It is the EU country politicians who irks me. The kneejerk hostility to AZ vaccine started well before first side effect reports came in. It was branded inefficient and not recommended for people over 60. Now it is labelled across EU as deadly dangerous and not be used in people under 60.
          No wonder the vaccine hesitancy in EU skyrocketed. I am not sure but believe this smearing complain spilled to over to all vaccines.
          I really struggle to see how all this politicizing led to thousands of preventable deaths.

          1. sgcox says:

            Typing too fast again and not reading. Damn.

          2. Brussels bureaucrat says:

            I believe the first country to report side effects with AZ vaccine was Austria. Soon after Denmark and Norway and the several other countries reported similar side effects. Then Canada also put the AZ vaccine on pause and finally the UK itself decided to follow suit and also limited the use of the AZ to older people.

            As for the initial concern, there were very few old people in the early clinical trails of more than 60 years of age. This raised concern in several countries (including Garmany, but also in Canada and the US). Macron misunderstood this and confused “lack evidence” with “lack of efficacy”. Pretty stupid mistake, everybody agrees.

            But are you suggesting that all this was an evil plot dictated by the evil people in Brussels? To this I can only say, that your view of the EU is wrong. People in the EU are not like you say they are. What else can I say? It is honestly kind of sad that the Brexit movement managed to create such hatred for the EU. I guess the only way this can change is if people like myself, in the EU, try to correct the lies, but I am clearly not doing a very good job.
            Have a nice Saturday. Spring is here and summer is coming!

          3. sgcox says:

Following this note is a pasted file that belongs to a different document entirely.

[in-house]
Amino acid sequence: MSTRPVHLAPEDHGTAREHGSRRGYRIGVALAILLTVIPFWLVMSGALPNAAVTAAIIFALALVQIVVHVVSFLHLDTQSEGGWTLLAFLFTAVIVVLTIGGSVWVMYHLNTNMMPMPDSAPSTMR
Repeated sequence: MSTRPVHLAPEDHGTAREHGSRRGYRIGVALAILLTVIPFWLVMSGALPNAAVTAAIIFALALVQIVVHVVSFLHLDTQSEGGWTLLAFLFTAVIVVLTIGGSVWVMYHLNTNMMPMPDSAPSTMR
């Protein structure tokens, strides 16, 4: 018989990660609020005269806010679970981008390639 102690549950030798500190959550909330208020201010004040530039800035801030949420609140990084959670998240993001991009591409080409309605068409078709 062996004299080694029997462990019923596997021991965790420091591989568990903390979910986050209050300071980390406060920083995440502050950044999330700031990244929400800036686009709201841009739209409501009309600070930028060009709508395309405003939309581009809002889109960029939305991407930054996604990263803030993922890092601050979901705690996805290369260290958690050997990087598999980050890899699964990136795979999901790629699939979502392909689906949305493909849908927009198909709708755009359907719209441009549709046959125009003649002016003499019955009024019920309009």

🙂
            There is almost certainly no malice involved, just total lack of understanding that words of people of authority really matter, it is not for tomorrow headlines. BoJo is especially guilty here.

  24. Barry says:

    This is where”biologics” diverge from traditional pharmaceuticals. Small-molecule chemists know well that many reactions that work well on the kill it larger scale are desperately hard on the milligram scale. Anaerobic technique is easier at scale; chemical contaminants don’t multiply.

    1. sgcox says:

      I remember a post by Derek few(many) years ago about polymorgh which spread like a virus and ruined the production in the whole factory.. No idea how to find it – search option goes to Science franchise, not the forum.

      1. sgcox says:

        From November 2019…
        And somehow I thought it was ages ago in some bygone era. The current events really messed up minds.

  25. HeyOh_billy says:

    Chemistry is essentially the new mathematics. Its old, its established, it has a ton of literature and authority, it has a bunch of people working on it, it makes a lot of internal sense. But it doesn’t explain too much in the end. There are a ton of inside problems that mathematicians love to work on that no one else cares about. And it probably wont help humanity in the end absent more groundbreaking discoveries.

    1. Drive away, far says:

      “ nobody needs that fancy abstract math“

      Posted on a device which relies on knowledge of Maxwell’s equations, imaginary numbers, probability and statistics, quantum mechanics and the strange math it uses, laser driven fiber optics, and Sometimes nuclear reactors to generate the electricity for it.

      Yep, you can do all that with just readiin ritin’ n rithmatic!

  26. Alex says:

    Do you think J&J can solve all the problems and allow children to be vaccinated, as Pfizer and BioNTech did? https://freenews.live/pfizer-and-biontech-ready-to-vaccinate-12-year-olds/